• Shania Thomas

Stoicism

Shania Thomas

"You have power over your mind, not outside events. Realize this, and you will find strength." -Marcus Aurelius.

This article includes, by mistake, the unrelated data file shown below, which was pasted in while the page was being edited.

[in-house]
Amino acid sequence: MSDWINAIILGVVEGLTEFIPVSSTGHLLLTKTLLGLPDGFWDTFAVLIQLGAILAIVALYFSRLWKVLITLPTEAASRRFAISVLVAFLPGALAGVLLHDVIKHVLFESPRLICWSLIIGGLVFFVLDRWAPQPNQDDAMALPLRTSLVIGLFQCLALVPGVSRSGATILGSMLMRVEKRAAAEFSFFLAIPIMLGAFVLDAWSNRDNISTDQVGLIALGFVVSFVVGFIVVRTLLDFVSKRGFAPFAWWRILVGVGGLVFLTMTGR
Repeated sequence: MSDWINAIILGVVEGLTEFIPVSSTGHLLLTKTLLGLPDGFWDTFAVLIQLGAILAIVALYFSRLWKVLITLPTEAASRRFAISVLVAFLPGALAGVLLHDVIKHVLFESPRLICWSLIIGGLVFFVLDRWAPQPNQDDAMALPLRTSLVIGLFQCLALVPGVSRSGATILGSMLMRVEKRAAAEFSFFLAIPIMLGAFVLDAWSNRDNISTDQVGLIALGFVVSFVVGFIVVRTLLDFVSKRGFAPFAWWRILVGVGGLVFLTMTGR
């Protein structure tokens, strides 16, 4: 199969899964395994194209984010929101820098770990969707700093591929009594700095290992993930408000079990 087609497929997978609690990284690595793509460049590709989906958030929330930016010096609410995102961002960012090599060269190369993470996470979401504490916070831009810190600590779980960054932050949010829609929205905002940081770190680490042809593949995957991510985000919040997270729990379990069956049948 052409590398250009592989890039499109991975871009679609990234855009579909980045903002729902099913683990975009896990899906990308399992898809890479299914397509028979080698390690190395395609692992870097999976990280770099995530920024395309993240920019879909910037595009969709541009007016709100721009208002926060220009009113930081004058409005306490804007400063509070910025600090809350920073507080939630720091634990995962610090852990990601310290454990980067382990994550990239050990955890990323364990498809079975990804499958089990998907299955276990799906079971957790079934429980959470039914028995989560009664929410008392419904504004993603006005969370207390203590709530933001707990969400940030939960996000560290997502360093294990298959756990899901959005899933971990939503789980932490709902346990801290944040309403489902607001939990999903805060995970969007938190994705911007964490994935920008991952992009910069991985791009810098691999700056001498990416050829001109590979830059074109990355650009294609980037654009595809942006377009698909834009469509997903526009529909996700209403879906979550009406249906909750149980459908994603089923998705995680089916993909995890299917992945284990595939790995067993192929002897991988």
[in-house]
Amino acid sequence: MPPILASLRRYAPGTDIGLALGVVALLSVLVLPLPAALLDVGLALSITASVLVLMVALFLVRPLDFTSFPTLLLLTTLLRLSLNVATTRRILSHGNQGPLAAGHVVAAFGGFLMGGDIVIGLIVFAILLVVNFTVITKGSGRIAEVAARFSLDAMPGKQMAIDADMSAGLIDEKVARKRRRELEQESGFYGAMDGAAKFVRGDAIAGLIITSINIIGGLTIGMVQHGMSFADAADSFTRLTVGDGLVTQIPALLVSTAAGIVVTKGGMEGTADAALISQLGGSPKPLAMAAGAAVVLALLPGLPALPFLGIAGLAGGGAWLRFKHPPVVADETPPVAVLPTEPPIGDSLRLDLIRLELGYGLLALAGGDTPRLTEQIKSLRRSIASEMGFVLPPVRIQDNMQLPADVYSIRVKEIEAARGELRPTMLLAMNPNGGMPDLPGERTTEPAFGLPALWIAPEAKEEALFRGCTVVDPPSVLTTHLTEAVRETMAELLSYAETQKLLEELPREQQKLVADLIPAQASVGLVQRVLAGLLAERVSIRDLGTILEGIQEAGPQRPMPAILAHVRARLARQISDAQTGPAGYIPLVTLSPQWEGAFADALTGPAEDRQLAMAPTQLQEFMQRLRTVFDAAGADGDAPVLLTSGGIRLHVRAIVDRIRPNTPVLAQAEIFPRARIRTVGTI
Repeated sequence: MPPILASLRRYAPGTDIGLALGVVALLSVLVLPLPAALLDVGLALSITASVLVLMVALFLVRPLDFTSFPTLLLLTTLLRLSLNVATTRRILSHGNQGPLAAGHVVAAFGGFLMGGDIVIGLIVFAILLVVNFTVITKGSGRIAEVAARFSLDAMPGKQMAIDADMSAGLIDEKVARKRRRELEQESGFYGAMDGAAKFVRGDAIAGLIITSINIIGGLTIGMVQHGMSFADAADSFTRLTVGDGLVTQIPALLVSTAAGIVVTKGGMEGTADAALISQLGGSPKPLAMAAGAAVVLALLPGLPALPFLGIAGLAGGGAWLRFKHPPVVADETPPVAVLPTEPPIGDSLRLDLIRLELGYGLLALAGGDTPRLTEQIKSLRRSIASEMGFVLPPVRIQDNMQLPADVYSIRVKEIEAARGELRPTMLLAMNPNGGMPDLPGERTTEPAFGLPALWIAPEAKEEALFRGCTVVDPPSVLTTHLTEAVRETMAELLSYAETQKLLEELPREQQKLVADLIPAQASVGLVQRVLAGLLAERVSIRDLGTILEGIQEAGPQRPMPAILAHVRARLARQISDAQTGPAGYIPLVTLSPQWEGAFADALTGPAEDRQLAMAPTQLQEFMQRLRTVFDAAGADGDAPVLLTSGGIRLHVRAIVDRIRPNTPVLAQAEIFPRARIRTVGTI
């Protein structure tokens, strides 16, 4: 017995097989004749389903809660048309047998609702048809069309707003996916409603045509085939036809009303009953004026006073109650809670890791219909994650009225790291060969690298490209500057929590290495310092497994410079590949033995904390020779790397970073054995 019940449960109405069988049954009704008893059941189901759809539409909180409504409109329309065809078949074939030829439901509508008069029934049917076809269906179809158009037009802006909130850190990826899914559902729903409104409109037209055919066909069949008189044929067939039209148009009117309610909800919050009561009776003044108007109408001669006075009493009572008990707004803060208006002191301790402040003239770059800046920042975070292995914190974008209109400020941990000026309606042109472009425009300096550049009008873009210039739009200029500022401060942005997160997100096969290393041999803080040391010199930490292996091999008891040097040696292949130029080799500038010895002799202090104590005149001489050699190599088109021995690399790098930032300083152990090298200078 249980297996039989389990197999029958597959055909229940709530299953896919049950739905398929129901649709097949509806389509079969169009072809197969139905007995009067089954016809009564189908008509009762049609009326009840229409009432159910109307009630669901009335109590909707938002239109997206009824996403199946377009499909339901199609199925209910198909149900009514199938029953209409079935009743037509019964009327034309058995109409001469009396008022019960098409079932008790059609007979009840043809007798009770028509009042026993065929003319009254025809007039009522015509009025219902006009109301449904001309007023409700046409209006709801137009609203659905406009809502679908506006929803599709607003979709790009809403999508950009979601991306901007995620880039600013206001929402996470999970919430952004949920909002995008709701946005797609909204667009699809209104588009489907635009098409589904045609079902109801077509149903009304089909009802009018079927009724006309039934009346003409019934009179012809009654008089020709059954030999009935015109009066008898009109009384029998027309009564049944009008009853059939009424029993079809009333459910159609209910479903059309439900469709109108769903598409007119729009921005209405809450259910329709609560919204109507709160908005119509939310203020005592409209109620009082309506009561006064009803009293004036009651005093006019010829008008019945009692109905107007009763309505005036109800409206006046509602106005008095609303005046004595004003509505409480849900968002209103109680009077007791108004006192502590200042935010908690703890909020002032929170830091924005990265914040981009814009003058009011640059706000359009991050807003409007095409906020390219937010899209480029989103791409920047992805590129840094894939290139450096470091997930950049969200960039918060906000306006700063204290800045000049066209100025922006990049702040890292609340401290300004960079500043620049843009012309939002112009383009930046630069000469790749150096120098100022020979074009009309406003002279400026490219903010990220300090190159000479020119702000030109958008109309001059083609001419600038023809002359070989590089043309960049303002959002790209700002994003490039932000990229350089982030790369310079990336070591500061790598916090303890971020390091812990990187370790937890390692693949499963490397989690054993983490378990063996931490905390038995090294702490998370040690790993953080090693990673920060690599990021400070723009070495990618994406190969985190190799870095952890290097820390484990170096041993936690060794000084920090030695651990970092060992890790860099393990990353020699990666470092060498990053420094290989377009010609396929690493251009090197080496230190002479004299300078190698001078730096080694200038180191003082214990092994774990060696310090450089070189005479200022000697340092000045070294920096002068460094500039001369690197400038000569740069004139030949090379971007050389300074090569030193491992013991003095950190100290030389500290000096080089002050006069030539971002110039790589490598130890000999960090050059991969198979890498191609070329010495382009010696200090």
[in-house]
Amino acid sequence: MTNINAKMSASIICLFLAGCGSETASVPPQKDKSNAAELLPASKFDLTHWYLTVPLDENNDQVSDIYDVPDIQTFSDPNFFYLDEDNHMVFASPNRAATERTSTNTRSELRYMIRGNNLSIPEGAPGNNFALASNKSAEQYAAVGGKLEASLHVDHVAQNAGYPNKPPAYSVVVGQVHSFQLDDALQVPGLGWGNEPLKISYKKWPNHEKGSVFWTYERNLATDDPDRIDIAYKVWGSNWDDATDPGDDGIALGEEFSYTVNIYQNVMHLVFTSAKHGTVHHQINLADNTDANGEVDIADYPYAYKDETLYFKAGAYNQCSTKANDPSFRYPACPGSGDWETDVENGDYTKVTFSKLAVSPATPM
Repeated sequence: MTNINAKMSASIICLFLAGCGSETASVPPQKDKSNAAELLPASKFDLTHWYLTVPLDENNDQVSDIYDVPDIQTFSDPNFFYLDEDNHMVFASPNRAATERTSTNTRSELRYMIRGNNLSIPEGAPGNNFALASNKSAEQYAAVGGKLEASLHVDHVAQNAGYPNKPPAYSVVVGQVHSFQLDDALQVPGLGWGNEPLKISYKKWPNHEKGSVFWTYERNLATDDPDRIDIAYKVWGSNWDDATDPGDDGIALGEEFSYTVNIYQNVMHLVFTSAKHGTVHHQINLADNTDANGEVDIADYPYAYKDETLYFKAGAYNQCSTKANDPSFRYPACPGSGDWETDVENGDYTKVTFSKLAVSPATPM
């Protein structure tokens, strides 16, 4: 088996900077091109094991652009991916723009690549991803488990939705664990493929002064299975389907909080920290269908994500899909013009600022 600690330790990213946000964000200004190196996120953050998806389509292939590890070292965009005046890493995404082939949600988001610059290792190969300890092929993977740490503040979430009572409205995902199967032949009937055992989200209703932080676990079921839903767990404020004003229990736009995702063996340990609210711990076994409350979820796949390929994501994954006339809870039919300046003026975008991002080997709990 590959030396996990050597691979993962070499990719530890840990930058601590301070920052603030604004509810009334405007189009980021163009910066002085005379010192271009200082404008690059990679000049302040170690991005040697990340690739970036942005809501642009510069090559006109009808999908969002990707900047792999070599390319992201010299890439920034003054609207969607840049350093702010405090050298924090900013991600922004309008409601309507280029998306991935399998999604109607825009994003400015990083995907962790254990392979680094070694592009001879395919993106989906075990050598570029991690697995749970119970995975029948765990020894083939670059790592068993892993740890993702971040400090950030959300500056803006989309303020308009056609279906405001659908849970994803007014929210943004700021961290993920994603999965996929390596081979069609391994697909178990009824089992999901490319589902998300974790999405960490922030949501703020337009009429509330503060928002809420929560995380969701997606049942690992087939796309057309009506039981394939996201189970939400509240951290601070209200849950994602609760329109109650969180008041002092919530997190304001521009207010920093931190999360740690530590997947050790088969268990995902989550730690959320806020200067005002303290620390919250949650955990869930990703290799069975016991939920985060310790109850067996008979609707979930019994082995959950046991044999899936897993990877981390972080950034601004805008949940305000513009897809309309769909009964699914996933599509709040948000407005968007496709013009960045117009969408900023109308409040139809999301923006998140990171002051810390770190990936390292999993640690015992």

Stoicism was a philosophical movement of the Hellenistic period founded by Zeno of Citium in Athens. The name derives from the porch (stoa poikilê) in the Agora at Athens where members of the school congregated and held their lectures. The philosophy revolves around finding eudaimonia (happiness) by accepting the circumstances one is in, and living in the present moment by not letting one's desire for pleasure or fear of pain control them. It is a blend of personal ethics backed by logic. The Roman Emperor Marcus Aurelius was perhaps the most famous Stoic. Though in his position, he could have practically done whatever he wanted to, he worked hard to maintain good character, remain grounded, learned to tolerate people, calm his rage and live sensibly overall. His best-selling book Meditations was a self-help book he wrote for himself. He never intended to publish it. Bountiful wisdom lies within us. We often tend to look outside for solutions to our problems when in reality, if we gave our capabilities a shot and took and implemented our advice, our lives would be a lot less stressful and more organized. Stoicism highlights the great importance and power of perspective. It teaches us that no situation is inherently good or bad, it is what we perceive it to be. It teaches the fundamental concept of resisting nothing. Simply put, what has to happen, will happen. You can just choose how you react and respond to it. Like Maya Angelou once said "What you’re supposed to do when you don’t like a thing is change it. If you can’t change it, change the way you think about it. Don’t complain.” Stoics not only cope with life situations very well, but they also add value to all and any experience by viewing them as opportunities to learn and grow. They anti-victimise, focusing their efforts on things that they can control instead of things they cannot. This was and perhaps still is the proper thing to do if one's priority is to find happiness, contentment, and peace. "True happiness is to enjoy the present, without anxious dependence upon the future, not to amuse ourselves with either hopes or fears but to rest satisfied with what we have, which is sufficient, for he that is so wants nothing. The greatest blessings of mankind are within us and within our reach. A wise man is content with his lot, whatever it may be, without wishing for what he has not." -Seneca. Take some time today to think about things and situations that are in your control and those that are not. Segregate them into two piles. Focus your effort into the pile of things and situations that are under your control and leave the other pile as it is. It will fall into place as you go about taking charge of the pile you can control.

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